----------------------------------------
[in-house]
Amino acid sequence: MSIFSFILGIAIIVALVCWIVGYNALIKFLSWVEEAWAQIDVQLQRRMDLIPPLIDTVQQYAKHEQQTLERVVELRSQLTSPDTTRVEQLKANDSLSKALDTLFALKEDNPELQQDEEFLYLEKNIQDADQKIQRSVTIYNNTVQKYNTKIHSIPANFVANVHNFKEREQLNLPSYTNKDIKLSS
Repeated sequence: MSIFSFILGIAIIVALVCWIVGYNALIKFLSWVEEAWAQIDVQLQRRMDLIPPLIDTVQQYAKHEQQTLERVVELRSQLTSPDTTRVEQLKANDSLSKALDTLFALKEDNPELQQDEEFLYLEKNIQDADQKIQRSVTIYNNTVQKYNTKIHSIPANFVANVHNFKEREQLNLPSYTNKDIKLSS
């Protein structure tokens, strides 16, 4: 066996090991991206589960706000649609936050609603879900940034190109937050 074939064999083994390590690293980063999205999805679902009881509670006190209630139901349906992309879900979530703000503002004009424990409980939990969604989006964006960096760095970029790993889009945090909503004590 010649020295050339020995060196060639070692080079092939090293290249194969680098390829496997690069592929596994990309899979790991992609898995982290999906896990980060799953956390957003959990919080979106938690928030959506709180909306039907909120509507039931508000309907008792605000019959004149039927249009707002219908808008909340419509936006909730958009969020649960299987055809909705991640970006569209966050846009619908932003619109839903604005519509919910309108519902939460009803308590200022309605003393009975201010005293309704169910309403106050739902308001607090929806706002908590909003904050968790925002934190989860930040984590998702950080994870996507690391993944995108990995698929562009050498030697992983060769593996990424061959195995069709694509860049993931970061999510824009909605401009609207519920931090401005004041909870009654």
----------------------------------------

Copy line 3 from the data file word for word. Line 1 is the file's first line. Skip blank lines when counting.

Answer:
Repeated sequence: MSIFSFILGIAIIVALVCWIVGYNALIKFLSWVEEAWAQIDVQLQRRMDLIPPLIDTVQQYAKHEQQTLERVVELRSQLTSPDTTRVEQLKANDSLSKALDTLFALKEDNPELQQDEEFLYLEKNIQDADQKIQRSVTIYNNTVQKYNTKIHSIPANFVANVHNFKEREQLNLPSYTNKDIKLSS